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WWL Staff in Medical Mission to Sierra Leone

Newsdate: 6 February 2014

Pictured from left to right: Professor Raj Murali, Debbi Wallis - Graduate Finance Trainee and Physiotherapist, Mr Pattibiraman Venkataraman - Consultant Anaesthetist , Sarah Booth – Physiotherapist and Mr Sohail Akhtar, Consultant Orthopaedic and Plastic SurgeonIn December 2013, a team including doctors and physiotherapists from Wrightington, Wigan and Leigh NHS Foundation Trust (WWL) spent nine days on a medical mission to Sierra Leone. This is extremely commendable as staff used their own annual leave to make the trip as well as taking medical equipment and medication over with them.  This is the fourth year running that staff from WWL has travelled to the country to provide help and assistance to medical staff in a hospital in Makeni.  This has enabled the residents of Makeni and its surrounding towns and villages access to specialist care and treatment that would normally not be available to them.

Following assessment of over 150 people, the surgeons operated for five days which ranged from removal of ‘lumps and bumps’ to much more complex, intricate procedures such as putting external pins in a leg fracture and several skin grafts.

The three consultants who made the trip have a range of experience in orthopaedics, anaesthetics and plastic surgery and literally have transformed the lives of the patients they treated.

Professor Raj Murali, Consultant Orthopaedic Surgeon at WWL is the instigator of this annual mission, through his work with the British Society for Surgery of the Hand.  Professor Murali says: “It is extremely rewarding and pleasing to be able to help, treat and provide care to people who would normally be left to self- manage with conditions untreated. For example, many fractures, broken hips, wound infections and large cysts would not normally be treated in Makeni as they do not have the resources or expertise to do so.  In the NHS, access to treatment to these sort of procedures are taken for granted and expected as standard by our patients in the UK.”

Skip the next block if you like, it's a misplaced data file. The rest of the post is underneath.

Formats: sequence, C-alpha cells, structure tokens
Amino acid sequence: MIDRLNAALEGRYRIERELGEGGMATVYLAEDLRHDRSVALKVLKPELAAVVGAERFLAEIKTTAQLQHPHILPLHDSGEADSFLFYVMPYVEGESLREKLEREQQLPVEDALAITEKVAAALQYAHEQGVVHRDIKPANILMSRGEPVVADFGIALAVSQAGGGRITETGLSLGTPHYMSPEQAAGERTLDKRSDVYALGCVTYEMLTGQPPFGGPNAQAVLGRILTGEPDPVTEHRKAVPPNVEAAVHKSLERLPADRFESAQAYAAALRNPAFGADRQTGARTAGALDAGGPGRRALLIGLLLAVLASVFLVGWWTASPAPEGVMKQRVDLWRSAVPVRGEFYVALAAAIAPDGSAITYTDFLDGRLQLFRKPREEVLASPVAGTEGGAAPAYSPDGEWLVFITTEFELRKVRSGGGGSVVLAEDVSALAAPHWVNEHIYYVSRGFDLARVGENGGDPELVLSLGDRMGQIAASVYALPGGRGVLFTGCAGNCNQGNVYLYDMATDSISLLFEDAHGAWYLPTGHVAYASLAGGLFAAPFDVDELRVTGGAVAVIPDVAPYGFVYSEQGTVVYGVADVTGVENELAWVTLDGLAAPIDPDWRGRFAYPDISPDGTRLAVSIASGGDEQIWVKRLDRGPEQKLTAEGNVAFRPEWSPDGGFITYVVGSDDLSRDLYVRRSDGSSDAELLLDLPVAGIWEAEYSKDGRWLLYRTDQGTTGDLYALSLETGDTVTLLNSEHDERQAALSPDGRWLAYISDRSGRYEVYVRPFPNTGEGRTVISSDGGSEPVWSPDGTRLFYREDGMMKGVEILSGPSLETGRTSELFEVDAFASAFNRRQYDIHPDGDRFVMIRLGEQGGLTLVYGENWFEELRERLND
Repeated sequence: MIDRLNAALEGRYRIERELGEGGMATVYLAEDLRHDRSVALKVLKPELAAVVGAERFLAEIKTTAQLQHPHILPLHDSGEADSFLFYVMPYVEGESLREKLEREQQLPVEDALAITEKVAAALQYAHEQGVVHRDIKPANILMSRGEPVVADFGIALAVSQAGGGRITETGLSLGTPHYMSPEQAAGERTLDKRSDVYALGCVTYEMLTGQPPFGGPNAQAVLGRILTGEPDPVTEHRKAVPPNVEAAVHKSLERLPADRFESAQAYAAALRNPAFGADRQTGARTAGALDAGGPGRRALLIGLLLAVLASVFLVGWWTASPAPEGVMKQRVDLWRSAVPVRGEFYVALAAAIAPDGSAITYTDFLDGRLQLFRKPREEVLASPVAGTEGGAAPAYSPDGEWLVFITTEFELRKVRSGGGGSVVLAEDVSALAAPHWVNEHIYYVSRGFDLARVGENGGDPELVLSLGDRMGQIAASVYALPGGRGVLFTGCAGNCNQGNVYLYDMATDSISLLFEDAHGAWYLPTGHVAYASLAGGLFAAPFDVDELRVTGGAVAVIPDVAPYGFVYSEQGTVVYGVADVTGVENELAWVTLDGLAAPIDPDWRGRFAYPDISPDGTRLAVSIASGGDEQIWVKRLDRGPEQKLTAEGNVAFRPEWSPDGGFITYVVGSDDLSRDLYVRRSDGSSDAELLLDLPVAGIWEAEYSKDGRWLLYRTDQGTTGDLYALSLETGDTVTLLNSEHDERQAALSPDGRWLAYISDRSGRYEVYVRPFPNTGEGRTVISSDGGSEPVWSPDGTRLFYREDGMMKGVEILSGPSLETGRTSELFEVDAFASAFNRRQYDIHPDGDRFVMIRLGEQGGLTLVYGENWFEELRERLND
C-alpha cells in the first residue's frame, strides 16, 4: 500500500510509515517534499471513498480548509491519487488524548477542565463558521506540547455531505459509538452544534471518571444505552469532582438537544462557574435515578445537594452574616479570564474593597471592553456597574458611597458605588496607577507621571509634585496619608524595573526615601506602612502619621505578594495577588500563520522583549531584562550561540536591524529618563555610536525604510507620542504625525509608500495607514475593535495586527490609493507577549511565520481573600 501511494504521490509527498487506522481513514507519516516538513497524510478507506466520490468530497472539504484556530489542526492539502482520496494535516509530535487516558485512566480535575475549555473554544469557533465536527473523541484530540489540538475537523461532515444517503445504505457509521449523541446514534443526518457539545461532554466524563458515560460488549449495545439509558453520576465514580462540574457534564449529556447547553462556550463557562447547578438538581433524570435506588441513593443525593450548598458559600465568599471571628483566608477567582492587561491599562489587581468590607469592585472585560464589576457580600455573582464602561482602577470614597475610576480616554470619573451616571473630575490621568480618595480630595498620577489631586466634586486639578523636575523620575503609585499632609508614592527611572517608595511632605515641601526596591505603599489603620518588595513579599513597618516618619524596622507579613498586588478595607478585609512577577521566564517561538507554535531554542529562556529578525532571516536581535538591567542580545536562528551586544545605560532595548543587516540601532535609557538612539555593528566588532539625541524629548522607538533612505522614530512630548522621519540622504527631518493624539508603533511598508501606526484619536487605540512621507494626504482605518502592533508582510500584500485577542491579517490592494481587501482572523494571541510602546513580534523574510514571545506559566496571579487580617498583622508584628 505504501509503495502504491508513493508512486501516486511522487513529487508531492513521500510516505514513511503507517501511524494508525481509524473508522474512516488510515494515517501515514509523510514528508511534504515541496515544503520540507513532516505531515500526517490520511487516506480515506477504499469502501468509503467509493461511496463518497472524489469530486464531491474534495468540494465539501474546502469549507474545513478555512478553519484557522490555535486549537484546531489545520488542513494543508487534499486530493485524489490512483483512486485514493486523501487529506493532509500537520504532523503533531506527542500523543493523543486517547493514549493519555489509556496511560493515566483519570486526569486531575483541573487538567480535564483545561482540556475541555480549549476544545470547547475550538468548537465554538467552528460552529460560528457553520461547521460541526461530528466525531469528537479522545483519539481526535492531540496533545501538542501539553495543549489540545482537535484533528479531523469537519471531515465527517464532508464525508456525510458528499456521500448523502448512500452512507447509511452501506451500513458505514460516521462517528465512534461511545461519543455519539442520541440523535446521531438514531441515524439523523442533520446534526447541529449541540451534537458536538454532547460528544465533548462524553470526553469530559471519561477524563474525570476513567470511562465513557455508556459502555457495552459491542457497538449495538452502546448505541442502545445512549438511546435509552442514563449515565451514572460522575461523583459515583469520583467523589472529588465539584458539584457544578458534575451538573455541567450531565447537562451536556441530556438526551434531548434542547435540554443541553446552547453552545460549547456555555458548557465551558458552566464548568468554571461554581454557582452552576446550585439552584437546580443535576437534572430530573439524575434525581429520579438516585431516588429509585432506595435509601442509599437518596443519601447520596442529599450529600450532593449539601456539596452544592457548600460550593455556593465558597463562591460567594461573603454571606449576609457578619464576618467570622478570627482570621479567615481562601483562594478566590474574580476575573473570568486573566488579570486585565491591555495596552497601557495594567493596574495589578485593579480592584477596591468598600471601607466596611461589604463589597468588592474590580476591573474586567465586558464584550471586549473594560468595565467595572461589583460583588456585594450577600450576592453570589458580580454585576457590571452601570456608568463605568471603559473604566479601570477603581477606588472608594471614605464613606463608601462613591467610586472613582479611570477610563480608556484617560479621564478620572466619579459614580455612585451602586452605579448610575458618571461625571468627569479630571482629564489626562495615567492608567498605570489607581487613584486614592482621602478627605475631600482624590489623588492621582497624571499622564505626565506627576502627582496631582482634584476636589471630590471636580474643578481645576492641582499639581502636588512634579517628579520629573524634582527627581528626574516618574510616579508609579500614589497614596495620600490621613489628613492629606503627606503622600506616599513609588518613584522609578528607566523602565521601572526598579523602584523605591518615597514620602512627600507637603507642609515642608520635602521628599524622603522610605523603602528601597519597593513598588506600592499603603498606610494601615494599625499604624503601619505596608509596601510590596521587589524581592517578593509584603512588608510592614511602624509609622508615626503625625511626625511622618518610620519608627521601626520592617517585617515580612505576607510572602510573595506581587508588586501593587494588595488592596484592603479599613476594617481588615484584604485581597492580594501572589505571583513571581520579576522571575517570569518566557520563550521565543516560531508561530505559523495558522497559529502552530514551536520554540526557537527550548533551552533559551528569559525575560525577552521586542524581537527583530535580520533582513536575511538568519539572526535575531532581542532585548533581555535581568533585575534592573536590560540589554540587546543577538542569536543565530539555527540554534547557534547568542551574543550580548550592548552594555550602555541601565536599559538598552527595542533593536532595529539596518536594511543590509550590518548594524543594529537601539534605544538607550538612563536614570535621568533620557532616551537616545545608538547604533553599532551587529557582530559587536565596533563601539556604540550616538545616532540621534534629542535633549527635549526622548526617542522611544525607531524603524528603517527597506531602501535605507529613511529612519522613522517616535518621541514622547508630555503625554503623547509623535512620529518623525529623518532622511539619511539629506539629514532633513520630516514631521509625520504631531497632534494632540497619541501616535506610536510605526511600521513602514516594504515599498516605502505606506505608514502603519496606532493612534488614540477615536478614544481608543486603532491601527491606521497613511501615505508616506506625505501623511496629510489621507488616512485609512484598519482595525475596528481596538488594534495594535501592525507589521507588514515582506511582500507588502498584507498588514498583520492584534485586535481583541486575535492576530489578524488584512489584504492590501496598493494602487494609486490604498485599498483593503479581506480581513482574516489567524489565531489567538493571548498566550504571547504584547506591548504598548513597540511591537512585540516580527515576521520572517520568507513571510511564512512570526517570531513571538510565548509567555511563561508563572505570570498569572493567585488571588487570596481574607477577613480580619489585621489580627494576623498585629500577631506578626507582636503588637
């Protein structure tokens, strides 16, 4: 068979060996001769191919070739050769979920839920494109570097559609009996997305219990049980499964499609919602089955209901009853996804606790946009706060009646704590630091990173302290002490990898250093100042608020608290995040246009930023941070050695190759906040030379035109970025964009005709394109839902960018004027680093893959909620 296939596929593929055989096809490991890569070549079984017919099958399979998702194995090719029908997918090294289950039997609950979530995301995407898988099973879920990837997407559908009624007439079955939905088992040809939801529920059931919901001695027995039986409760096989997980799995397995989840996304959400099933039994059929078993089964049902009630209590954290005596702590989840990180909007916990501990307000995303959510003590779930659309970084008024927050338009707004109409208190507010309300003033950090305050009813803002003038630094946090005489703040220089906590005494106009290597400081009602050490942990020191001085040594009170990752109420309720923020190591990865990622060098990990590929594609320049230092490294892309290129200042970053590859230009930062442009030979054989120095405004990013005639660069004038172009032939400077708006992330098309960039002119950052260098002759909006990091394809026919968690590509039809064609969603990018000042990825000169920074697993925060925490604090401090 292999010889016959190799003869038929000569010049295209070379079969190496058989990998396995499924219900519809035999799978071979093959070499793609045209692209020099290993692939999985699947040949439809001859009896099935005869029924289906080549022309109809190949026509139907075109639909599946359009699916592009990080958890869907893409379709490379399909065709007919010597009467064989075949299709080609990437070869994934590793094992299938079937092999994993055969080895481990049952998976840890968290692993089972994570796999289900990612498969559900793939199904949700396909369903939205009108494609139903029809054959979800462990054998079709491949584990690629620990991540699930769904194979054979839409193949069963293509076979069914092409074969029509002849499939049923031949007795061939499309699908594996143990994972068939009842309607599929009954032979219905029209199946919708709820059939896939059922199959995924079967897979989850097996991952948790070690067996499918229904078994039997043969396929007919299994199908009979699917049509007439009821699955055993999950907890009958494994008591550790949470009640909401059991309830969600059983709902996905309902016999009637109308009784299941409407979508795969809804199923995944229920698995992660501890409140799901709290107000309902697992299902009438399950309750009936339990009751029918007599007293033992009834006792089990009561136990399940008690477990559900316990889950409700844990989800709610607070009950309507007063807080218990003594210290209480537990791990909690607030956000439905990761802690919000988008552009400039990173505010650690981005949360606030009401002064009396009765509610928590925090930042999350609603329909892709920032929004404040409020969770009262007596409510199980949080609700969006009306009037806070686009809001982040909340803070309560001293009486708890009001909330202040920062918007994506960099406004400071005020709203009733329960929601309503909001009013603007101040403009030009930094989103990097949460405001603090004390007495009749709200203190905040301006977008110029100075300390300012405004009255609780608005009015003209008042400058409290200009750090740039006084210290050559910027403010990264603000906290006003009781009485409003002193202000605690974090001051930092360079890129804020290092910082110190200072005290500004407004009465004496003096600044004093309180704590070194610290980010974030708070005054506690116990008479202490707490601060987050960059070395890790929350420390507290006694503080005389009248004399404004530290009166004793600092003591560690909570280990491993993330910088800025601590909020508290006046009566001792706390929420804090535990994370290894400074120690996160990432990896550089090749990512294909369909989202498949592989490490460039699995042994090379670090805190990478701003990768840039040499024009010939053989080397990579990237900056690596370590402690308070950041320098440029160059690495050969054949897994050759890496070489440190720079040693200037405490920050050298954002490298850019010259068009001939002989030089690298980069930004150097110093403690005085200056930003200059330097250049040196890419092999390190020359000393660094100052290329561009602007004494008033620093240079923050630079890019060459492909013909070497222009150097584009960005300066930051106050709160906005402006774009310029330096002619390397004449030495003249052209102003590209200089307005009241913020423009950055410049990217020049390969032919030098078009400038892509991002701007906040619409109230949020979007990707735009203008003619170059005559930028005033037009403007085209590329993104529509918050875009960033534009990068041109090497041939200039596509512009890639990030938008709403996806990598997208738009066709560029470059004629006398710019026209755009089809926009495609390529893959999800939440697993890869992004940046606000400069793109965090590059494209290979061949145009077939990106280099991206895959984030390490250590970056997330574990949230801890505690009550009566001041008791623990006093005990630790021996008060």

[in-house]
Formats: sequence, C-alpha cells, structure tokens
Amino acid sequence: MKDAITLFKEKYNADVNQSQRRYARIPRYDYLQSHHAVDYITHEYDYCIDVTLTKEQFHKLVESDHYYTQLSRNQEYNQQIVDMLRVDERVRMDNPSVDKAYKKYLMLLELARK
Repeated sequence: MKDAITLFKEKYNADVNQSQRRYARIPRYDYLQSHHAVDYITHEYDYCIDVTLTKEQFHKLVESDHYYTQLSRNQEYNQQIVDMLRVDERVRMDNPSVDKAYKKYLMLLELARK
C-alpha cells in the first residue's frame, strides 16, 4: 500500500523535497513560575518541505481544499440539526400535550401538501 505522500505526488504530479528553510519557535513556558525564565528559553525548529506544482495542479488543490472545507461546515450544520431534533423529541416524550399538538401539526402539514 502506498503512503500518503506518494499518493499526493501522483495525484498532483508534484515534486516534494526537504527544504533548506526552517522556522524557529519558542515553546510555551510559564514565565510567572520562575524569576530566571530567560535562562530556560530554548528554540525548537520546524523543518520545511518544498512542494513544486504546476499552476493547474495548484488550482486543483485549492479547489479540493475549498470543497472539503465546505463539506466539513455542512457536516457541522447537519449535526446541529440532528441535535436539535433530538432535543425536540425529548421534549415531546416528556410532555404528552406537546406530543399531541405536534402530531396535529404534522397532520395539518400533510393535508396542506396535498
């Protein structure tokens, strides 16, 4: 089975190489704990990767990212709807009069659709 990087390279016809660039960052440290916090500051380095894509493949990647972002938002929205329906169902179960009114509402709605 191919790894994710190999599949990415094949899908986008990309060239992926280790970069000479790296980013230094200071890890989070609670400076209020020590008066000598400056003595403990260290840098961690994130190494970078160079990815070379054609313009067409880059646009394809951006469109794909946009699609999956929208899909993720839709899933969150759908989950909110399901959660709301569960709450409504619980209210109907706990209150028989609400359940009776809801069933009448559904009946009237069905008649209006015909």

Professor Murali continues: “We saw patients who had walked not just for hours but even days to access our services.  It was humbling to receive such immense gratitude from everyone we met or treated.  It was also extremely fulfilling to realise we had literally changed people’s lives for the better.”

Debbi Wallis, Graduate Finance Trainee and Physiotherapist who was part of the team says: “It was an incredible experience which made me realise that as both as a member of NHS staff and currently an NHS patient we don’t recognise how extremely lucky we are having a free NHS, until you see the struggle of life without one.   Not only do people over there not have ready access to services.  In fact there is not even a MRI scanner in the whole country and only one CT scanner, but all drugs even common drugs are accessed via a prescription which can cost over £10.00. This is unbelievably expensive as the average resident of Sierra Leone earns just £400.00 per year and £10.00 is a third of their monthly salary!”

Pictured above from left to right: Professor Raj Murali, Debbi Wallis - Graduate Finance Trainee and Physiotherapist, Mr Pattibiraman Venkataraman - Consultant Anaesthetist ,  Sarah Booth – Physiotherapist and Mr Sohail Akhtar, Consultant Orthopaedic and Plastic Surgeon.

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